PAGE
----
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Warframe Revised: Deferred Rendering Megathread

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On 2020-03-10 at 8:18 AM, Raitoning said:

I'm trying the "Optimized Flip-Model" now that it has been patched (the colors would be blinking in magenta before), with Deferred. The overall experience seems very smooth with less stuttering, but right now I'm getting some pretty hardcore temperatures and usage on both my CPU and GPU. This is the result after 30 minutes of gameplay in the Plains of Eidolon with everything maxed out (no HDR):

unknown.png

Right now my GPU can almost reach 80°C, and that's with RADEON CHILL ENABLED (30-60FPS) to reduce the heat output. That's beyond my safety point. I wasn't much okay when my GPU was reaching 71°C on average when playing at Warframe, and I kinda agreed to push my safety point to 75°C with the addition of Deferred Rendering, but right now, it's turning my PC into the Pizza Heating build from LTT. I hope some performance improvement will happen soon, or I will be cooking bacon on my GPU.

80° is fine. That's actually quite low for a gpu under stress. 

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23 hours ago, Arniox said:

80° is fine. That's actually quite low for a gpu under stress. 

80°C is already hot for some live electronics. Also, as stated, I get a temperature increase of about 9°C just by turning the Deferred Rendering mode on. That's a massive temperature increase, not mentioning that for the moment it is buggy AF. I hope the bugs will be corrected and the Deferred Rendering pass optimized as fast as possible.

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I'm not sure if this counts as feedback or bug, but with hands off keyboard and mouse the reflections in my orbiter go crazy and have a dance party. Maybe it's because I'm on a laptop and my settings are too high for my own good. I don't have a decent way to capture this as this phenomenon isn't really shown in a screenshot.

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the new render is good, it's really beautiful for the eyes, yes, it has some issues that needs to be fixed, but there is one main problem that really bothers me;

in short, the new render, if enabled when you use  he normal anti aliasing , has a lot of visual issues, and i'm forced to switch to the high anti aliasing taa 8x, and THATS the main issue, that antialaising is really bad, sure, it works well as an anti aliasing, but it has this...like, blurry/blurred effect that is a real pain to watch, i've tryed everything, but it doesn't go away, so please, before fixing the new render, think of  fixing that taa 8x anti aliasing first, it's a real pain...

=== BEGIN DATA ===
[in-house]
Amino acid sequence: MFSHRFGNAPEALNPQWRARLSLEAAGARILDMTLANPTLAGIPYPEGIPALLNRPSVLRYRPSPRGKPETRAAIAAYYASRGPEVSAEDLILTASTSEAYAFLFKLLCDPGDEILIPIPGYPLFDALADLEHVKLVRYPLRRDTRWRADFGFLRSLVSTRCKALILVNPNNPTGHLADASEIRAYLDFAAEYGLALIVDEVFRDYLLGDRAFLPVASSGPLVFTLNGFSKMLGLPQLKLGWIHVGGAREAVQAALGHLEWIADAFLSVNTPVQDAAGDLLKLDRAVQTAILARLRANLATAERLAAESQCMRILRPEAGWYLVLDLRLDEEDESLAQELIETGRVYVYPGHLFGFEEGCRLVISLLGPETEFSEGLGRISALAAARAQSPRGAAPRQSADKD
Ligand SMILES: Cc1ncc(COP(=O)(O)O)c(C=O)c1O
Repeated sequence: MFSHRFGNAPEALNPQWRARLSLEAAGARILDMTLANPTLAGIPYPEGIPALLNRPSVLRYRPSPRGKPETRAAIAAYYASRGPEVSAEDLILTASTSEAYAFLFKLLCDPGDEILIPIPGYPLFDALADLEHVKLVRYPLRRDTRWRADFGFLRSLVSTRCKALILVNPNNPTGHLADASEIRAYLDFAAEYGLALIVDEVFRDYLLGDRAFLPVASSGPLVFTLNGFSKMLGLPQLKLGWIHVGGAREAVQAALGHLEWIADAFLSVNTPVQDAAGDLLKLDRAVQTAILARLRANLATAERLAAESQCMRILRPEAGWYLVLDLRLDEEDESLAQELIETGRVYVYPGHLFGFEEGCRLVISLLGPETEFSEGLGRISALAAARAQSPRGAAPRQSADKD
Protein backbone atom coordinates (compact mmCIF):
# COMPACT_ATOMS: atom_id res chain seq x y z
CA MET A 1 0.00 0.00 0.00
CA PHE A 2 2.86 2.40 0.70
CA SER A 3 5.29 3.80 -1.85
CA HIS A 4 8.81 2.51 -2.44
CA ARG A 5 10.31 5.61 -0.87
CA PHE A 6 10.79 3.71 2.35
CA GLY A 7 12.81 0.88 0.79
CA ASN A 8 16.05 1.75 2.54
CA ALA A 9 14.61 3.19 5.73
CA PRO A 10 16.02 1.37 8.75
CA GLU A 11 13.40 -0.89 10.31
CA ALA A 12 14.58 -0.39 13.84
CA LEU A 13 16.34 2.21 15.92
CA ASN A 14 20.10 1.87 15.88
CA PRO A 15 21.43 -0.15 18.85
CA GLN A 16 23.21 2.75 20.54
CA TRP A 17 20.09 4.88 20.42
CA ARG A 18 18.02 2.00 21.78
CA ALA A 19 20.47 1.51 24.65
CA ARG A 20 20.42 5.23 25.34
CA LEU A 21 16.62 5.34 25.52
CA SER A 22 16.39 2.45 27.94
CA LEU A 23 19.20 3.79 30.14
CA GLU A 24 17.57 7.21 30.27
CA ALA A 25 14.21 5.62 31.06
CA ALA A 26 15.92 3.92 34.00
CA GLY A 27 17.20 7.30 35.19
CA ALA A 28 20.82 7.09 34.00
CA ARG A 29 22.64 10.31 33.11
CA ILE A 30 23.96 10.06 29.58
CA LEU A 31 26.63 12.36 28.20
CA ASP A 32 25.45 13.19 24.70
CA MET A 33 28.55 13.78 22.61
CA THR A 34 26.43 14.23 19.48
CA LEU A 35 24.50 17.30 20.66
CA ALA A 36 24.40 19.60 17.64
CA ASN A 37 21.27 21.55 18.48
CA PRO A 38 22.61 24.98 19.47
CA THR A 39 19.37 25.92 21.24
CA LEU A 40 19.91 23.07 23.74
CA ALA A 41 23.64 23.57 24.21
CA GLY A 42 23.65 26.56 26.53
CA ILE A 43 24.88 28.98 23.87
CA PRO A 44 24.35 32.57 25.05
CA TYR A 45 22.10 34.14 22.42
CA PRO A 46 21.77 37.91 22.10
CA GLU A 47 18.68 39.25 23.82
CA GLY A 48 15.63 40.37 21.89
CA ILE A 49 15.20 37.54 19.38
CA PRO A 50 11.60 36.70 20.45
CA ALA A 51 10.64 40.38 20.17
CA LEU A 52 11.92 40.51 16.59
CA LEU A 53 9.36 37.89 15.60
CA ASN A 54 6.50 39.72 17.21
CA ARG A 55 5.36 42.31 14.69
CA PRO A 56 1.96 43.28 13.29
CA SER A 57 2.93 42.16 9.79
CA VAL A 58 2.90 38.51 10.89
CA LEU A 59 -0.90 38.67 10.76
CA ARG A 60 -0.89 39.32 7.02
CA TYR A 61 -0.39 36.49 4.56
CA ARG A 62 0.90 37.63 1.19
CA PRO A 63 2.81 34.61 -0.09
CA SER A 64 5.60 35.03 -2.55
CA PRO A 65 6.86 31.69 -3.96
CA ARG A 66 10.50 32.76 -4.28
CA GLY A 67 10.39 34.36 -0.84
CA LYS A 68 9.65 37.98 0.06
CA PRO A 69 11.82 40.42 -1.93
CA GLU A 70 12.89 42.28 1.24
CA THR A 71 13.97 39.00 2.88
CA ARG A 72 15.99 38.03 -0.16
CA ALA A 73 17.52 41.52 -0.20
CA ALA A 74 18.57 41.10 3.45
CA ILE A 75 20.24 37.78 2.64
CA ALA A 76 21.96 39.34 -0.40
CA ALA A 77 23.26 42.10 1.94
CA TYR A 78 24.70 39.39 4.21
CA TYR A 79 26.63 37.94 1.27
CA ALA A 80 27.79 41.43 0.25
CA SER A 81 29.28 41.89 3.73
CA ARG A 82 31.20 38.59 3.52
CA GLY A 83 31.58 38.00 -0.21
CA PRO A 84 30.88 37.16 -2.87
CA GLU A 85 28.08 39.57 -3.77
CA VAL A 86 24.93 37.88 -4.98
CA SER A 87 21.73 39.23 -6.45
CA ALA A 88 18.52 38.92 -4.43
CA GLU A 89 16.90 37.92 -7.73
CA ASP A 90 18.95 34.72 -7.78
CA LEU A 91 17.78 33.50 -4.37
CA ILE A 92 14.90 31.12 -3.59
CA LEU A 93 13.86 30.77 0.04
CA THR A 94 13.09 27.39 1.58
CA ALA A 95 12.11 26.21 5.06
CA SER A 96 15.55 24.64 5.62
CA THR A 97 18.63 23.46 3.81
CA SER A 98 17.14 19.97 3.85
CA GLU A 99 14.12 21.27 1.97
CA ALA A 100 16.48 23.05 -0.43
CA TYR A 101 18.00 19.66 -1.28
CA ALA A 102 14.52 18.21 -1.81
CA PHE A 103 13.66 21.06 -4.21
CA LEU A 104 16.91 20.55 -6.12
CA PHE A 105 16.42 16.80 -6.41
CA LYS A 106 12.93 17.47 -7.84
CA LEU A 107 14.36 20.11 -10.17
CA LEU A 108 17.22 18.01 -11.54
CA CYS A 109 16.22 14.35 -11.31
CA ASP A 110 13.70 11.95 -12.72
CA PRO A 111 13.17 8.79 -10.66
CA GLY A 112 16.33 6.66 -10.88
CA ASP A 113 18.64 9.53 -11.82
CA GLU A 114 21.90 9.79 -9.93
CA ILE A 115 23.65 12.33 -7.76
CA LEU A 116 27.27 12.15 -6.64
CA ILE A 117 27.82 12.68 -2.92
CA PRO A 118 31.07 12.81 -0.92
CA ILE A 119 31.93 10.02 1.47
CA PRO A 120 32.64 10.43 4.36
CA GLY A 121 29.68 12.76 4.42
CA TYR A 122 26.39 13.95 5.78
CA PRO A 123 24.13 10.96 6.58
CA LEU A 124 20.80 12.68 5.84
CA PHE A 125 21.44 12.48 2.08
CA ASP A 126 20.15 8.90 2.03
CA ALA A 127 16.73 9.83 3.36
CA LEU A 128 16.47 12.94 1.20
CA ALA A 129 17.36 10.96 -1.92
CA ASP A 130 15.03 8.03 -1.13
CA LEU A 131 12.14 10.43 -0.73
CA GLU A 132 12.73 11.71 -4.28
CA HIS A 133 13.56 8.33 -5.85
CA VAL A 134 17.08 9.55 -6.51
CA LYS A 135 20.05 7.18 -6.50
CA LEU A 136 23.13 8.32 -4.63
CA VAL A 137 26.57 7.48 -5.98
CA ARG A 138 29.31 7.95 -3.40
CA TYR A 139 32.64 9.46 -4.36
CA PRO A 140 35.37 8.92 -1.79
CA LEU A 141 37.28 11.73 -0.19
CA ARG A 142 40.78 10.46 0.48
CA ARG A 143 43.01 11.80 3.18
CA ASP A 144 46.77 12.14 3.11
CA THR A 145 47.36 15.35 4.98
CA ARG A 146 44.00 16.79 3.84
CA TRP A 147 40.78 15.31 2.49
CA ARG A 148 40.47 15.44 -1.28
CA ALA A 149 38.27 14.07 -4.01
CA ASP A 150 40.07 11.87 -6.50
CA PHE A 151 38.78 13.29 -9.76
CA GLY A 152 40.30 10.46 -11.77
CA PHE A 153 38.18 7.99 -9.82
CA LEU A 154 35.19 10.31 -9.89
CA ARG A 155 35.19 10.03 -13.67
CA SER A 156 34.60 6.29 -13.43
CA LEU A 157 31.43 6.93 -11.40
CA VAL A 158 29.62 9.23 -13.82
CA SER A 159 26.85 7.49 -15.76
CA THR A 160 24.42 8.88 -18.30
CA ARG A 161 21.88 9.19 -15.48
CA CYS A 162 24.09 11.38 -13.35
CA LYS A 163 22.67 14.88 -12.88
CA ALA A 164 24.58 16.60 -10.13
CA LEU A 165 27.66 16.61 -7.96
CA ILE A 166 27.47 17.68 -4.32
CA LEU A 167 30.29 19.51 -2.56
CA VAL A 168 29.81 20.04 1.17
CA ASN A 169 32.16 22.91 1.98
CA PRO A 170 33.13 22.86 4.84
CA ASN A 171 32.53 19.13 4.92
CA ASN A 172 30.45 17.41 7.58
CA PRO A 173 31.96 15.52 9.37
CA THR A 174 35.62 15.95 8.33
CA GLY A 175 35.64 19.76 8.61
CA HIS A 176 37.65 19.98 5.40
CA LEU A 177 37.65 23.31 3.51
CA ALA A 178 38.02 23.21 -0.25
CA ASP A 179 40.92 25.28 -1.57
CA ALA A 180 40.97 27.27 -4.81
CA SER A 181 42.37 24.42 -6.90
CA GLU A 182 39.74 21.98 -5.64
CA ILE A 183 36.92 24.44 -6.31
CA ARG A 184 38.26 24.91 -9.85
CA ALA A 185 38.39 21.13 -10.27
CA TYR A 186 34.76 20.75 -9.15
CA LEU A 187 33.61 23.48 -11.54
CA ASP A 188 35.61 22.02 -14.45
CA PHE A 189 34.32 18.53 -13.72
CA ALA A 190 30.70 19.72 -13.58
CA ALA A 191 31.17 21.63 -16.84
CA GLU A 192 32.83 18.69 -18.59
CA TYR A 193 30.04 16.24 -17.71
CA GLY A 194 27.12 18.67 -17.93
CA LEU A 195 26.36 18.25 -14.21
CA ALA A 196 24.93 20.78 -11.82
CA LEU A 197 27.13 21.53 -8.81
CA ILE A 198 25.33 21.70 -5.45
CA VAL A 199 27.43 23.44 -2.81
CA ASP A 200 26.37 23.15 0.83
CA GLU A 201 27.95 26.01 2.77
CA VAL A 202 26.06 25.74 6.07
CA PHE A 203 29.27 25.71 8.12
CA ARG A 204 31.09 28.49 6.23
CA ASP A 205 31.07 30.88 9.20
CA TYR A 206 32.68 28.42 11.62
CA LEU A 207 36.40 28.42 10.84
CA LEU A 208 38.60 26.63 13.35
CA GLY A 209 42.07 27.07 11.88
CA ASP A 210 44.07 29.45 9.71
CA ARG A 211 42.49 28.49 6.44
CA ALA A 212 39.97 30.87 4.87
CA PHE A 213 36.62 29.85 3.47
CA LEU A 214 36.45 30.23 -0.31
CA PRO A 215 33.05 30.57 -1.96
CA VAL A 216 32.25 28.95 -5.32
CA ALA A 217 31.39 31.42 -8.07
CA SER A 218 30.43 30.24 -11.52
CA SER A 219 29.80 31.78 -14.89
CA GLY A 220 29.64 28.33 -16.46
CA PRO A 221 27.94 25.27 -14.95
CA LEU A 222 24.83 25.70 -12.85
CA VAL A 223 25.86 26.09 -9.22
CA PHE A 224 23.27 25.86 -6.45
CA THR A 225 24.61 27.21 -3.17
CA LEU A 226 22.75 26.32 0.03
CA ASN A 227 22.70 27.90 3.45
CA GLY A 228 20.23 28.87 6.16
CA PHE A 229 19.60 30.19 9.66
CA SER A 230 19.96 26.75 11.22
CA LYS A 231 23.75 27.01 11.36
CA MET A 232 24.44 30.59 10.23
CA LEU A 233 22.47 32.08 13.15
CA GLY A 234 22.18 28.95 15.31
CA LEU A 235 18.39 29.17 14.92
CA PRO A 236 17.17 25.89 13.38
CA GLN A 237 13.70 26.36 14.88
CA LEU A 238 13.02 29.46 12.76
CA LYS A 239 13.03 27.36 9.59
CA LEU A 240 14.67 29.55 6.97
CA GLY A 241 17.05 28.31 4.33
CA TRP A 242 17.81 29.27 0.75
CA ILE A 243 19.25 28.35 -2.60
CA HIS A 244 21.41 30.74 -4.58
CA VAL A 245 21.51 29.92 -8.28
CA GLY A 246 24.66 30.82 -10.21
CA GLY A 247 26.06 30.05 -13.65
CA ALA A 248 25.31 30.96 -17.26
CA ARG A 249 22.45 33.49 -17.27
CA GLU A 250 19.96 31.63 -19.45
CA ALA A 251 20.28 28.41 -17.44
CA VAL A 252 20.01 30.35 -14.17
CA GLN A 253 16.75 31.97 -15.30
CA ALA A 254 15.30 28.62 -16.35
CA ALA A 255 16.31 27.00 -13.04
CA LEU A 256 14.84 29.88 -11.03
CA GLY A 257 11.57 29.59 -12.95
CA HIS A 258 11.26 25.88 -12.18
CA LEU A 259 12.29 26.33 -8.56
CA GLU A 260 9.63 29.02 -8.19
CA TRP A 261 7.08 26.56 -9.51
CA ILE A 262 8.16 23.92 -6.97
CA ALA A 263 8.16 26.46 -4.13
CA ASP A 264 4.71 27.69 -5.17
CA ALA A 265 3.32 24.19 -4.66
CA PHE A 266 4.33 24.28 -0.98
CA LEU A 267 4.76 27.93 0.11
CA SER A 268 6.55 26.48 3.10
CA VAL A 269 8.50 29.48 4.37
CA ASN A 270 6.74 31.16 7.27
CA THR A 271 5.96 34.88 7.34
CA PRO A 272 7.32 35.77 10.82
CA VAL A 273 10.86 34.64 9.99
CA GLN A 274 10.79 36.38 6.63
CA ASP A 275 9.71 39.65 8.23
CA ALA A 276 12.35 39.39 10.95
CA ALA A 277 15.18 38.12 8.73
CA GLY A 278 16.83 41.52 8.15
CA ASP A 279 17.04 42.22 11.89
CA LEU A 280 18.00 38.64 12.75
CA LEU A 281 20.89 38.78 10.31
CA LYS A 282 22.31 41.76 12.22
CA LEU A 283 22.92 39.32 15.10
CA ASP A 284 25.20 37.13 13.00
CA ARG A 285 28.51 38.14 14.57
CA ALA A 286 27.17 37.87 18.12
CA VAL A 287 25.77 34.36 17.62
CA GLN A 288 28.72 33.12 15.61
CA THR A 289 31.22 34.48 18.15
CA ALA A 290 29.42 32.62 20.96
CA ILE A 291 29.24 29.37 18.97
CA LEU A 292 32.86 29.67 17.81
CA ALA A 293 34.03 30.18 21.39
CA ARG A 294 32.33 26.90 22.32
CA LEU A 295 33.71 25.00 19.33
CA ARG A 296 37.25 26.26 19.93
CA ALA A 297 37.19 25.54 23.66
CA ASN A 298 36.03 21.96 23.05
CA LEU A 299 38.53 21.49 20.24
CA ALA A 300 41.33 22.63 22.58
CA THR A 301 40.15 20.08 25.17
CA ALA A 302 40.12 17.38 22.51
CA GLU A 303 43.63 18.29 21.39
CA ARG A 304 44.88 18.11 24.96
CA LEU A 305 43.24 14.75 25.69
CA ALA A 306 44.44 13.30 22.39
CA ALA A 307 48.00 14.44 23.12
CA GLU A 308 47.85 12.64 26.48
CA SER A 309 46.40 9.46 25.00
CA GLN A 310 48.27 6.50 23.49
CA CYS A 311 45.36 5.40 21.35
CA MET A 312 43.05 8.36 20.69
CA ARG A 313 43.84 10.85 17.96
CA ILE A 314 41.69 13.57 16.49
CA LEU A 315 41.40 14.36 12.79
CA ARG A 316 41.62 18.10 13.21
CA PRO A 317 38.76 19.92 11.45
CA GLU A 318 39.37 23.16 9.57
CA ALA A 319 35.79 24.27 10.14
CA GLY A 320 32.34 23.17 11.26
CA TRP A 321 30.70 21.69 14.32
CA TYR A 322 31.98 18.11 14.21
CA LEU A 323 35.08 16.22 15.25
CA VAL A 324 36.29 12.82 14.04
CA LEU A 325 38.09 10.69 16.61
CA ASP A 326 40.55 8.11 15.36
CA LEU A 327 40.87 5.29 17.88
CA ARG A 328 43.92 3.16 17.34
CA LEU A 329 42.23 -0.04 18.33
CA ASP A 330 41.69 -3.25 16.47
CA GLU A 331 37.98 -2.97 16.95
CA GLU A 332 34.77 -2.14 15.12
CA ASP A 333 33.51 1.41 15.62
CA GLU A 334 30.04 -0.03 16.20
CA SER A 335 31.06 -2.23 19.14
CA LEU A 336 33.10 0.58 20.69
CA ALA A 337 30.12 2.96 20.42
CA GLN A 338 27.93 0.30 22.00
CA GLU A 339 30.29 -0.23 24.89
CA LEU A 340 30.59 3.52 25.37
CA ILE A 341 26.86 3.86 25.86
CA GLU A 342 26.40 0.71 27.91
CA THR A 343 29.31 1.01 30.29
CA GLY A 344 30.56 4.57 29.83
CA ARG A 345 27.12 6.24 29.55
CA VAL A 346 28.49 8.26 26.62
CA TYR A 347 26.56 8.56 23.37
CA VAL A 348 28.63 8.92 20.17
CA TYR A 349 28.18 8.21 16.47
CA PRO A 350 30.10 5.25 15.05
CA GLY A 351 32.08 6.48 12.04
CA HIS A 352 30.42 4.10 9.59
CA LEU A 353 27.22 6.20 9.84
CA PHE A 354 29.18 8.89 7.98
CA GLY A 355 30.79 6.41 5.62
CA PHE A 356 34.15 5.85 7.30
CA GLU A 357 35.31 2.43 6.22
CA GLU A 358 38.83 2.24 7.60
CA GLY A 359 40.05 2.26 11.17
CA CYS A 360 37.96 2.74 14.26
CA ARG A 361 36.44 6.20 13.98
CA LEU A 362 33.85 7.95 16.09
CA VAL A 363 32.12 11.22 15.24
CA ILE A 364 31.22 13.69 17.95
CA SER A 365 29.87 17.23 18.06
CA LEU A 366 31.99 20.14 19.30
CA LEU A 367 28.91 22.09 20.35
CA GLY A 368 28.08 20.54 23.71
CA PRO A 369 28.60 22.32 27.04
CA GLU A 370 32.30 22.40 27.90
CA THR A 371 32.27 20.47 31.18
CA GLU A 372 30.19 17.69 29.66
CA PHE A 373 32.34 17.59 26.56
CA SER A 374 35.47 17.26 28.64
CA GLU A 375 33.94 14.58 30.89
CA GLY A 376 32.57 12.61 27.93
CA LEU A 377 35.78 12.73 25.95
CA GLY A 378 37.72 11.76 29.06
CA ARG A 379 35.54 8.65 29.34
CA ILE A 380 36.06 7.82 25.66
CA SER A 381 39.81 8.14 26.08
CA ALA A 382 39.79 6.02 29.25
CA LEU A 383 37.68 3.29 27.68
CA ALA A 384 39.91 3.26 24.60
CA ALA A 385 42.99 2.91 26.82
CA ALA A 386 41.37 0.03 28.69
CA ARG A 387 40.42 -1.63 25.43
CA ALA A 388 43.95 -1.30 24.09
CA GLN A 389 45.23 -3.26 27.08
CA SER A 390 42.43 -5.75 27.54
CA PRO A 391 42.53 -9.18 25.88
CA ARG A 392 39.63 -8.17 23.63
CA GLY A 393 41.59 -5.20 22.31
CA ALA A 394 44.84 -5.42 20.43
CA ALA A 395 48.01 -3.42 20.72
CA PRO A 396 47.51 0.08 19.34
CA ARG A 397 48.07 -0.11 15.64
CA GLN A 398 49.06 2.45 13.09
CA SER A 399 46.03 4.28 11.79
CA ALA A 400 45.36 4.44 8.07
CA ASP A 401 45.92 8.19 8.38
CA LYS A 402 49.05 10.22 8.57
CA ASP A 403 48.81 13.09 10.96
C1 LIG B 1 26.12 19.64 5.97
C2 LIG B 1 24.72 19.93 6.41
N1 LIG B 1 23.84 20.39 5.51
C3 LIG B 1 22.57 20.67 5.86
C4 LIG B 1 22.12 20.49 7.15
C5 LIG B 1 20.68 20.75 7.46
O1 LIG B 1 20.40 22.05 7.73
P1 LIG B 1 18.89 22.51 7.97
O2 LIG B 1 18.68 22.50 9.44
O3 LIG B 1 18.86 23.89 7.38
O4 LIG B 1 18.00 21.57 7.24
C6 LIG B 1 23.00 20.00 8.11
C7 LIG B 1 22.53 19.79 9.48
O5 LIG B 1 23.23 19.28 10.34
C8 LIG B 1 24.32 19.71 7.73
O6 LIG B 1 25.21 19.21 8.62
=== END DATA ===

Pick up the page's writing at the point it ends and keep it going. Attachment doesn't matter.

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Loving the graphics upgrade. I occasionally get stutters its rare but it happens.

Is this because my hardware is being stressed or because a bug or other issue in the rendering process?

System : Ryzen 3600, 16gb ram, rx580 4gb, Windows 10 64

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So I gave it a few weeks to try and digest all the graphical new changes that were implemented recently and I've come to my conclusion: 

TLDR: I don't like it, but it's a step in the right direction. Everything always looks greasy and wet, so the materials are whack, but the lighting and shadows look better, but I'll still always turn them off for better performance in any game.

Normally I type pages and pages... and pages when I have something to say, attempting to put every nuanced thought into words so that the Devs can sort through them and make of them what they will, but I'm trying something a bit different today.

Final thought, the transparency in the "profile" page is still the worst looking thing in the game, I'd rather see that fixed first than whatever new fancy graphics stuff is in the works.

And that's my two cents.

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The upgraded render spills with potential but, there's two issues right now that affects specular (I'm pretty sure devs are aware of this):

Spoiler

Specular isn't rendered correctly in deferred render when dynamic point/shadow mapped lights are involved. Almost everything is effect by this

Deferred render (Please make it a sigil or an ephemera):

oyz7BPb

For comparison forward render:

vyG2Sil

 

Another thing is screen space fresnel effect, it's too sharp and noisy which is ultimately distracting.